By Veronika Kyrylenko
The Keystone State voters became the first in the nation to curb their governor’s emergency powers, approving constitutional amendments proposed by Republican lawmakers angry over Democratic Governor Tom Wolf’s harsh COVID-19 restrictions.
On May 18, Pennsylvania held a municipal primary, when registered voters across the state cast ballots for their party’s favored candidates to run in November’s general election. Voters picked their party nominee for district attorney, city controller, and a slew of judicial seats. There were also plenty of local races to decide in Philly’s collar counties. Additionally, Pennsylvanians found four ballot questions, two of which proposed changes to the governor’s disaster declaration powers:
Shall the Pennsylvania Constitution be amended to change existing law and increase the power of the General Assembly to unilaterally terminate or extend a disaster emergency declaration … through passing a concurrent resolution by simple majority, thereby removing the existing check and balance of presenting a resolution to the Governor for approval or disapproval?
Shall the Pennsylvania Constitution be amended to change existing law so that: a disaster emergency declaration will expire automatically after 21 days, regardless of the severity of the emergency, unless the General Assembly takes action to extend the disaster emergency; the Governor may not declare a new disaster emergency to respond to the dangers facing the Commonwealth unless the General Assembly passes a concurrent resolution; the General Assembly enacts new laws for disaster management?
Pennsylvania voters answered “Yes” to both of the questions, stripping Governor Wolf off of his extraordinary emergency powers. The first approved amendment essentially provides the legislature the ability to end emergency declarations by majority vote, while the second requires the governor to return to the legislature to seek renewal of emergency orders at the 21-day mark.
For more than 13 months, Wolf largely acted single-handedly in issuing socioeconomic restrictions under his emergency powers, as well as via the state’s 1955 Disease Prevention and Control Act, which irked the legislature and many Pennsylvania business owners affected by the lockdowns and the at-times abrupt nature of ever-expanding additional restrictions.
Republicans see the referendum as a victory with strong political overtones, as the state gears up for a wide-open governor’s race in 2022 and Wolf leaving office after two terms.
Republicans in the state legislature and those aiming to replace him in 2023 have made Wolf a top political target, repeatedly attacking his stewardship during the pandemic, including his orders shuttering businesses, sending students home for online schooling, and requiring that masks be worn outdoors.
“Last night, Pennsylvanians voted to reject Democrat Gov. Tom Wolf’s overreach of executive powers after his failed COVID response — a clear sign of accountability coming in 2022,” Republican National Committee chair Ronna McDaniel tweeted Wednesday.
The state’s Republican Party chairman, Lawrence Tabas, said in a statement that Pennsylvanians voted to “put a stop to Gov. Tom Wolf’s dictatorship.”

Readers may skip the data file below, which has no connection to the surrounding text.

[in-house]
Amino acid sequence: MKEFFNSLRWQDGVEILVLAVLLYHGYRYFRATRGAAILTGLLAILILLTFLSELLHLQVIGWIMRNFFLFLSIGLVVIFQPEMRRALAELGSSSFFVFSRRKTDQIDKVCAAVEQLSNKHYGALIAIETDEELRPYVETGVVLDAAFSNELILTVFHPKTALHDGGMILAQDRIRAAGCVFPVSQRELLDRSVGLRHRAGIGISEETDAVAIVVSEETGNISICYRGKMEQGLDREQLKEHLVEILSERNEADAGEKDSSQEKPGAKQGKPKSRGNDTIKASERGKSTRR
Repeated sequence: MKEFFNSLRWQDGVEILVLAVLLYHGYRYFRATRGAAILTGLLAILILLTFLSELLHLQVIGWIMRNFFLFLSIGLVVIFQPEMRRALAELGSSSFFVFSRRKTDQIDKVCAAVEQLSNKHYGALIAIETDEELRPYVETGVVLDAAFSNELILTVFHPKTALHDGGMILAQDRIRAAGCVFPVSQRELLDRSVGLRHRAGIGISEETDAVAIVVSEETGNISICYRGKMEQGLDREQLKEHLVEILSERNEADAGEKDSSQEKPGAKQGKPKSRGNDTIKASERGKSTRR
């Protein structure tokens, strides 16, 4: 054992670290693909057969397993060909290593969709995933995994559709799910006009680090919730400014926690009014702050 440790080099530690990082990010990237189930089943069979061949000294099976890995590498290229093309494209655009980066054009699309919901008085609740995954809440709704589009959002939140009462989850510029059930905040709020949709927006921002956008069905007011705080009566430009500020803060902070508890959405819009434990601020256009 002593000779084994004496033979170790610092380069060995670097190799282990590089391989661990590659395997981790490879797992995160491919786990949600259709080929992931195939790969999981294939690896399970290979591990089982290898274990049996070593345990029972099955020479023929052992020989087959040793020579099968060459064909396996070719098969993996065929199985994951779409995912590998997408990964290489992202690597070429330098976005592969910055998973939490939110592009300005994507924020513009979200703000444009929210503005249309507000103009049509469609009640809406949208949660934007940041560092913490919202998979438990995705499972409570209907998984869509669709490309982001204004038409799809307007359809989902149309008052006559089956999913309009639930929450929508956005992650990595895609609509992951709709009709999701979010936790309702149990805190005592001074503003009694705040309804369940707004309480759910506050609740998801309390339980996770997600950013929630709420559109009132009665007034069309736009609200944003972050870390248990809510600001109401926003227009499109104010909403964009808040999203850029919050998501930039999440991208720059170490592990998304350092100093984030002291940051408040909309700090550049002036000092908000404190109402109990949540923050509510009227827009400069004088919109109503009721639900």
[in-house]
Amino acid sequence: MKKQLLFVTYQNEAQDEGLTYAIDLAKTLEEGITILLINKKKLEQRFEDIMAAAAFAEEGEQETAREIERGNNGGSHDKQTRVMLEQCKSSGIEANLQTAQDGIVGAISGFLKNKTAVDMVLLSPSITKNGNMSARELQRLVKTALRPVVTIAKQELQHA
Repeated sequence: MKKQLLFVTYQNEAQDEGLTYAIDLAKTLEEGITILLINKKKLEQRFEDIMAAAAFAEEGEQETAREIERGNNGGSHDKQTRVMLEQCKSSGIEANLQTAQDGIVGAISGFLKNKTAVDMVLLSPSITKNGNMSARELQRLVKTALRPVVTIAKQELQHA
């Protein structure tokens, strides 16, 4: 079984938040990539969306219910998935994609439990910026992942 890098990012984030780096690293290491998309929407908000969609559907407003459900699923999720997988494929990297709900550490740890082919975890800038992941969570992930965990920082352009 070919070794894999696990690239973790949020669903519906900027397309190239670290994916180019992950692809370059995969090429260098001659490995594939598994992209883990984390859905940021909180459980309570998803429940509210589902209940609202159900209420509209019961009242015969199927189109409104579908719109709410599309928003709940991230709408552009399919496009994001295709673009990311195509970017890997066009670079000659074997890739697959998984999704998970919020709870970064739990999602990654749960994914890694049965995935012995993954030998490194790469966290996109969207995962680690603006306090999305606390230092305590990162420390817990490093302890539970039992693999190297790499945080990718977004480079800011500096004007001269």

Charles Mitchell, who heads the free-market Commonwealth Foundation in Harrisburg, called it a “momentous day in the history of Pennsylvania and the United States.”
“It is prudent to allow executives to act quickly and decisively in case of an emergency,” Mitchell said. “However, the principles of representative self-government dictate that such decisive action cannot be maintained in perpetuity, without any valid check on executive power.”
Wolf has largely lifted his restrictive orders, with the remaining limitations on crowd capacity lifting after May 30 and a mask-wearing mandate for the unvaccinated that tracks federal guidance, until 70 percent of adults are vaccinated.
Lawmakers in at least 40 states and two territories have introduced more than 200 bills or resolutions this year that would limit or impose greater oversight on governors’ powers or spending decisions during an emergency, according to the National Conference of State Legislatures (NCSL).
NCSL specifies that “In times of war, disease or other extraordinary conditions, each state authorizes its governor to declare a state of emergency. Once an emergency has been declared, executive powers expand until the emergency ends. These powers include authority normally reserved for legislatures, such as the ability to suspend existing statutes or effectively create new laws — albeit temporarily and only as needed to respond to the emergency situation.”
As the United States experiences plummeting rate of COVID-19, the “emergency” is evidently over. With Pennsylvania showing an example of shifting power back to legislative branch, many other states are expected to follow suit.
The constitutional amendments in Pennsylvania will take effect fully after the primary election is certified by the Acting Secretary of the Commonwealth, who is expected to do so by June 7.
Meanwhile, on Thursday, Governor Wolf signed a renewal of the proclamation of disaster emergency for the COVID-19 pandemic in Pennsylvania, saying “we need just a little more time under this current disaster declaration to ensure that we do not risk valuable resources that will help Pennsylvania recover from the pandemic.” Wolf didn’t specify how much time Pennsylvania will need to recover after his “pandemic-related” restrictions.